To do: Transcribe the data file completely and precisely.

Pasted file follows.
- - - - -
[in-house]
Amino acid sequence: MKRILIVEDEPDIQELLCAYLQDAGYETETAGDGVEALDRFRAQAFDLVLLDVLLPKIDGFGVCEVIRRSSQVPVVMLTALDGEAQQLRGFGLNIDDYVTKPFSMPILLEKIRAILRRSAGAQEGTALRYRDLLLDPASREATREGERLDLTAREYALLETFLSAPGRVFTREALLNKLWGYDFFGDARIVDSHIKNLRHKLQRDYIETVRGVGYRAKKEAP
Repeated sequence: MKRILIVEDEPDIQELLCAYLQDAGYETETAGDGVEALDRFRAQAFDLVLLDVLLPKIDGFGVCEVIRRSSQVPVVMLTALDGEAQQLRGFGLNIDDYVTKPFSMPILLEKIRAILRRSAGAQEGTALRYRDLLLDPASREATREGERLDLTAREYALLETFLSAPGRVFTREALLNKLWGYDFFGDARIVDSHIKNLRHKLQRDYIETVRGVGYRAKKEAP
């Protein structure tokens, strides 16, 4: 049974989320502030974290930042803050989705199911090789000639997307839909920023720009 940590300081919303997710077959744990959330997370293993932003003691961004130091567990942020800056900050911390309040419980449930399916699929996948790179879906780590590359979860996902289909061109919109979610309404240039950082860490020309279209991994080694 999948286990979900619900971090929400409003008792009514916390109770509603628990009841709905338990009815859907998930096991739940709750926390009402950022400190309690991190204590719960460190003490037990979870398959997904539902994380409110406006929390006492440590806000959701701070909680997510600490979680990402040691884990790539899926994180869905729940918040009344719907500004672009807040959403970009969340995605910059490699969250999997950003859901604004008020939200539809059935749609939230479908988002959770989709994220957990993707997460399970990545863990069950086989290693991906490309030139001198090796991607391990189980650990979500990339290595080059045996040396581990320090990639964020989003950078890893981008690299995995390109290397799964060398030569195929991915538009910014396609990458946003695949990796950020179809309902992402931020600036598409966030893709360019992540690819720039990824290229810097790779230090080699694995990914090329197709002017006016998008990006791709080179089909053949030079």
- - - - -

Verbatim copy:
[in-house]
Amino acid sequence: MKRILIVEDEPDIQELLCAYLQDAGYETETAGDGVEALDRFRAQAFDLVLLDVLLPKIDGFGVCEVIRRSSQVPVVMLTALDGEAQQLRGFGLNIDDYVTKPFSMPILLEKIRAILRRSAGAQEGTALRYRDLLLDPASREATREGERLDLTAREYALLETFLSAPGRVFTREALLNKLWGYDFFGDARIVDSHIKNLRHKLQRDYIETVRGVGYRAKKEAP
Repeated sequence: MKRILIVEDEPDIQELLCAYLQDAGYETETAGDGVEALDRFRAQAFDLVLLDVLLPKIDGFGVCEVIRRSSQVPVVMLTALDGEAQQLRGFGLNIDDYVTKPFSMPILLEKIRAILRRSAGAQEGTALRYRDLLLDPASREATREGERLDLTAREYALLETFLSAPGRVFTREALLNKLWGYDFFGDARIVDSHIKNLRHKLQRDYIETVRGVGYRAKKEAP
């Protein structure tokens, strides 16, 4: 049974989320502030974290930042803050989705199911090789000639997307839909920023720009 940590300081919303997710077959744990959330997370293993932003003691961004130091567990942020800056900050911390309040419980449930399916699929996948790179879906780590590359979860996902289909061109919109979610309404240039950082860490020309279209991994080694 999948286990979900619900971090929400409003008792009514916390109770509603628990009841709905338990009815859907998930096991739940709750926390009402950022400190309690991190204590719960460190003490037990979870398959997904539902994380409110406006929390006492440590806000959701701070909680997510600490979680990402040691884990790539899926994180869905729940918040009344719907500004672009807040959403970009969340995605910059490699969250999997950003859901604004008020939200539809059935749609939230479908988002959770989709994220957990993707997460399970990545863990069950086989290693991906490309030139001198090796991607391990189980650990979500990339290595080059045996040396581990320090990639964020989003950078890893981008690299995995390109290397799964060398030569195929991915538009910014396609990458946003695949990796950020179809309902992402931020600036598409966030893709360019992540690819720039990824290229810097790779230090080699694995990914090329197709002017006016998008990006791709080179089909053949030079």